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Publication numberUS7316331 B2
Publication typeGrant
Application numberUS 11/276,372
Publication dateJan 8, 2008
Filing dateFeb 27, 2006
Priority dateOct 31, 2002
Fee statusLapsed
Also published asCN1499116A, CN100374767C, EP1415728A2, EP1415728A3, US7032789, US20040084474, US20060144850
Publication number11276372, 276372, US 7316331 B2, US 7316331B2, US-B2-7316331, US7316331 B2, US7316331B2
InventorsGregory J. Gabryszewski
Original AssigneeNordson Corporation
Export CitationBiBTeX, EndNote, RefMan
External Links: USPTO, USPTO Assignment, Espacenet
Solenoid using color-coded visual indicia in a liquid dispensing system
US 7316331 B2
Abstract
A liquid dispensing system and methods including color-coded visual indicia to assist an operator in the proper selection of the components and in the configuration of those components in the system during setup, maintenance and diagnostics. Color-coded indicia is also provided to assist an operator in the proper selection of a solenoid for use in a particular application. Various components of the liquid dispensing system, such as the melter unit, controller, hoses, electrical cordsets and solenoid, include visually identifiable color-coded indicia on the surfaces of the components, such as color-coded rings, bands and characters, to assist the operator in the component selection and configuration processes.
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Claims(8)
1. A method of indicating an operating characteristic of a solenoid used in a liquid dispensing system having a dispensing gun including a valve movable relative to a dispensing orifice of the gun in response to operation of the solenoid, comprising the step of:
providing a first visually identifiable color-coded indicia associated with a housing containing the solenoid that corresponds to one of an air volume capacity or a temperature rating.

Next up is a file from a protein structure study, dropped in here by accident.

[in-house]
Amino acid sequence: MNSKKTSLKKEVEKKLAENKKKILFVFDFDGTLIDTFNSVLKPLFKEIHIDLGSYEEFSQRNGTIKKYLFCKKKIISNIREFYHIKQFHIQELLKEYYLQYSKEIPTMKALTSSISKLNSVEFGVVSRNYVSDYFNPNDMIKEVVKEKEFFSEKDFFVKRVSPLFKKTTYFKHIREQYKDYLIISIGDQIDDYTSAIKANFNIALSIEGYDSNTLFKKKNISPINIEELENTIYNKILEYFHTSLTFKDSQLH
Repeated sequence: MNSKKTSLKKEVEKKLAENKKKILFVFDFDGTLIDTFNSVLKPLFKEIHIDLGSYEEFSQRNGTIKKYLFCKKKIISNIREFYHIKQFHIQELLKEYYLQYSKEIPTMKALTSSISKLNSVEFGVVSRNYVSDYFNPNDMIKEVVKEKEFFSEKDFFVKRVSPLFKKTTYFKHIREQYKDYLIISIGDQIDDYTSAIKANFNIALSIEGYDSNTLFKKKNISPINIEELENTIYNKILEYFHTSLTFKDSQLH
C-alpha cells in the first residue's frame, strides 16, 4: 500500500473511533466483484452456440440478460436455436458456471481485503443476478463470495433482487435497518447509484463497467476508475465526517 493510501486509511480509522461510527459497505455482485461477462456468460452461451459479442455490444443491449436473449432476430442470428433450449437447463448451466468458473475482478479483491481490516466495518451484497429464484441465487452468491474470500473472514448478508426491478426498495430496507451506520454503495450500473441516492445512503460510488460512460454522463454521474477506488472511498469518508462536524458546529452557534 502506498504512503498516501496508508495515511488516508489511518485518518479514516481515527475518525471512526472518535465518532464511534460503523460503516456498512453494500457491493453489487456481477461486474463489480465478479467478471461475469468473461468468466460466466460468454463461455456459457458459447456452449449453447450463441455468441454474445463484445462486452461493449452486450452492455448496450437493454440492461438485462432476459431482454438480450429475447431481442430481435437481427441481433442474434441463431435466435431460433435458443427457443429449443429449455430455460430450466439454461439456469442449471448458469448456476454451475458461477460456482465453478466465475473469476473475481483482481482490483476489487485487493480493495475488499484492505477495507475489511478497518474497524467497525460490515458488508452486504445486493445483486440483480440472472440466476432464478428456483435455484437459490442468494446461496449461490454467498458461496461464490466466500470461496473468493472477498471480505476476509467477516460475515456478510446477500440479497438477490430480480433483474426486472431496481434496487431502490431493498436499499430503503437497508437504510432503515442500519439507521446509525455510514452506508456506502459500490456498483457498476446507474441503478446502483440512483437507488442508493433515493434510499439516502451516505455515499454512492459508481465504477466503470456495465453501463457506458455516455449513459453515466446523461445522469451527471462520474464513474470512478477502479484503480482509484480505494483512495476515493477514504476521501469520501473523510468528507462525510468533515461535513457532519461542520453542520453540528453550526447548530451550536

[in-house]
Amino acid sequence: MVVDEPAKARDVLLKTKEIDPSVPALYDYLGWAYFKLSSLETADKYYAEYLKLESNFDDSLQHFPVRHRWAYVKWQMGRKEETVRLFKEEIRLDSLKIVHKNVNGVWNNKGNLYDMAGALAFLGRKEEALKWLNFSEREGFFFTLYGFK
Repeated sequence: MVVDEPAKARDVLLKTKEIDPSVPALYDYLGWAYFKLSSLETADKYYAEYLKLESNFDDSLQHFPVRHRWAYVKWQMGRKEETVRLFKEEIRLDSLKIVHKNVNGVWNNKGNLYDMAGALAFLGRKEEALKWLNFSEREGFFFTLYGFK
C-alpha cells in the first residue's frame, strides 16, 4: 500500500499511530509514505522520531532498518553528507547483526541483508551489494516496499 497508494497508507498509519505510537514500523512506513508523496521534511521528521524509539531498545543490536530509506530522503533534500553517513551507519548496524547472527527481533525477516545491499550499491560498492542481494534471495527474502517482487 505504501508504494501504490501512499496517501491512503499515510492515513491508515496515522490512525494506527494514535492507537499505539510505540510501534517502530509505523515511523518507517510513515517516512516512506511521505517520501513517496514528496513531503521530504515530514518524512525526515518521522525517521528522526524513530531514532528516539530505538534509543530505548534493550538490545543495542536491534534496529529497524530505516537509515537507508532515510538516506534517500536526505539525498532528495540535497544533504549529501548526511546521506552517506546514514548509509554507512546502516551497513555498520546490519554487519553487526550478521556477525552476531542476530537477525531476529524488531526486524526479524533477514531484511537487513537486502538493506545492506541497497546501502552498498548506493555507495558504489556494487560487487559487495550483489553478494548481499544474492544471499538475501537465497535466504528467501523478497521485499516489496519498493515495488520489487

2. The method of claim 1 further comprising the step of:
providing a second visually identifiable color-coded indicia associated with the housing that corresponds to an electrical characteristic of the solenoid.
3. The method of claim 2 wherein said first and second visually identifiable color-coded indicia are separate rings of color.
4. A method of indicating an operating characteristic of a solenoid used in the liquid dispensing system having a dispensing gun including a valve movable relative to a dispensing orifice of the gun in response to operation of the solenoid, comprising the steps of:
providing a first visually identifiable color-coded indicia associated with a portion of a housing containing the solenoid and that corresponds to a first characteristic of the solenoid; and
providing a second visually identifiable color-coded indicia associated with a different portion of the housing and corresponding to a second characteristic of the solenoid.
5. The method of claim 4 wherein the first and second visually identifiable color-coded indicia are separate rings of color.
6. A solenoid assembly for use in a liquid dispensing system having a dispensing gun including a valve movable relative to a dispensing orifice of the gun in response to operation of the solenoid, the solenoid assembly comprising:
a housing;
a solenoid disposed within said housing;
a first visually identifiable color-coded indicia associated with a portion of said housing and corresponding to a first characteristic of said solenoid; and
a second visually identifiable color-coded indicia associated with a different portion of said housing and corresponding to a second characteristic of said solenoid.